Posted on November 18 at 20.54, 2007 by The occasional blogger
What do Michael Clayton (07) and The Man from Earth, two very different films which I watched this week, have in common?
They are both respectable and honourable efforts with dreadful endings. They both deal with beautiful shades of grey that sadly bend and dissolve under the pressure of the all-too easy and ever so reassuring black and white. They speak of ambiguity, uncertainty and ambivalence, but can only snap back, or break, like a rubber band that has been stretched too far, to the comfort and familiarity of the expected.
The Man from Earth is one of those talking films that relies on one location only, in this case a living room, the type of film that seems to be taken straight out of the world of Theatre. Such films need to be adroitly directed and require a very tight script to keep an audience thatâ€™s been trained to expect something else from the film medium, from feeling boredom. I remember being bored to tears once watching the arrogant and tedious, one-room only, Friendshipâ€™s Death (87). But The Man from Earth, about a man explaining to his friends that he must move away and leave them because he is 14,000 years old and does not want to see them age (and does not want to attract unwelcome curiosity), is much closer to 12 Angry Men (57), or even the more recent Primer (04), and moves at a good enough pace to keep us interested in the possibilities that the discussion raises. Like the characters in the film, the friends who do not know if they should send this man they have known for 10 years to the asylum (perhaps to hang out with that guy from K-Pax) or if they should believe him, but who at the same time canâ€™t stop themselves from asking him more questions, we find ourselves wanting to hear more of their questions and more of his answers. As mad and implausible as his revelations may sound, the screenplay, completed by Sci-Fi short story writer Jerome Bixby shortly before his death in 1998, is so smartly written and laced with so much sharp and plausible dialogue that one begins to think: why not?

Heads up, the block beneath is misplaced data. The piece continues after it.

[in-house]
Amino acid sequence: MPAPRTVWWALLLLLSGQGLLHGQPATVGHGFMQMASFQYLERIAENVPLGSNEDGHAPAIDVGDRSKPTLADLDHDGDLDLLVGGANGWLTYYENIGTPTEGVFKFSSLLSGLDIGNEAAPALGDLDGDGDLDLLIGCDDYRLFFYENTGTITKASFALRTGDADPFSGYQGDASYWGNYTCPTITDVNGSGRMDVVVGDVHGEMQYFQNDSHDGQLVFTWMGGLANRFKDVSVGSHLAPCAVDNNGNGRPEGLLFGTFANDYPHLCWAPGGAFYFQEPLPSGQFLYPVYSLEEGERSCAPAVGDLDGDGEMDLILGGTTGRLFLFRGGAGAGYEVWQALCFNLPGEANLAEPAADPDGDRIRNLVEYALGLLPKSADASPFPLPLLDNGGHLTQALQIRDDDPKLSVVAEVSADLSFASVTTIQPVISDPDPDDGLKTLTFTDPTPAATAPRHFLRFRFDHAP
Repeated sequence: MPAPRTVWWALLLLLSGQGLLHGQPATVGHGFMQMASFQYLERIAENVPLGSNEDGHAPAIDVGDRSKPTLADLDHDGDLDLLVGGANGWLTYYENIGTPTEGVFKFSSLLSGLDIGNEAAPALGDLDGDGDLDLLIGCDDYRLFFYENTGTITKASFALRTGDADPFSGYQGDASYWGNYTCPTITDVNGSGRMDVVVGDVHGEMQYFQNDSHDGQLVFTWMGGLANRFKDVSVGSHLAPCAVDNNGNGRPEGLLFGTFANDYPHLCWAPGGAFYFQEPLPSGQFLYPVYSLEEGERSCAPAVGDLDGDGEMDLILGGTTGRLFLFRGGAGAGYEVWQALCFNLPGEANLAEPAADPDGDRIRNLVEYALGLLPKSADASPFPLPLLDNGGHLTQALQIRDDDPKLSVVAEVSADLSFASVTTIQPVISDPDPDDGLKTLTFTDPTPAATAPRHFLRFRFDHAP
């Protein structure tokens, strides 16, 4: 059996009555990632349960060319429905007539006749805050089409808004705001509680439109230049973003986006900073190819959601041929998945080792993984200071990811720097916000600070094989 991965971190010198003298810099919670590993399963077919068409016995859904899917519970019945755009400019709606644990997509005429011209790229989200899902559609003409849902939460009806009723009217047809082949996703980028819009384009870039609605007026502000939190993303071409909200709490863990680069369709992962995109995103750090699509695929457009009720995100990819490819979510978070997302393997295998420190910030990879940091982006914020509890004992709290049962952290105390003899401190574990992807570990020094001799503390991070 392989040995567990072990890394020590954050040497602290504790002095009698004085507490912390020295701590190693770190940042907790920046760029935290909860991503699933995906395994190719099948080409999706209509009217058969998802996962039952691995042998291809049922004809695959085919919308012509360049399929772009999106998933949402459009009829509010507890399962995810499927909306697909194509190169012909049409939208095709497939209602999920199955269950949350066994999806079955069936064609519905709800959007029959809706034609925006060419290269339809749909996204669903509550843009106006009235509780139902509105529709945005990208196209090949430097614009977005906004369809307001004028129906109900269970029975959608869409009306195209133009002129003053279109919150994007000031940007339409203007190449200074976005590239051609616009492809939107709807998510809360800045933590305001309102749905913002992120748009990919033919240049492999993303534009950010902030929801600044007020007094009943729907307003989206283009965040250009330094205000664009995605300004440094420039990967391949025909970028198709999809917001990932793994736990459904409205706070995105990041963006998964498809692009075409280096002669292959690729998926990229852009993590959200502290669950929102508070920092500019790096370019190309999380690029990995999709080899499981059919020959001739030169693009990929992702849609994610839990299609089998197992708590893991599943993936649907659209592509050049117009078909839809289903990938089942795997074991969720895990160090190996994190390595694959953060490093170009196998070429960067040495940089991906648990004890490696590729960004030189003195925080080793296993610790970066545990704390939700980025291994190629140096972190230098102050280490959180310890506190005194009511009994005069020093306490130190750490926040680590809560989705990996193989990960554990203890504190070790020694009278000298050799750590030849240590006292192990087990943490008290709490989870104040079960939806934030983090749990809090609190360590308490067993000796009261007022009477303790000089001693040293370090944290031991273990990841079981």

Sadly, as mentioned earlier, this nicely challenging and entertaining low budget film falls apart at the end, closing with two scenes that are simply too sweet, convenient and that seem to exist for no other purpose than to raise the audienceâ€™s feel good factorâ€¦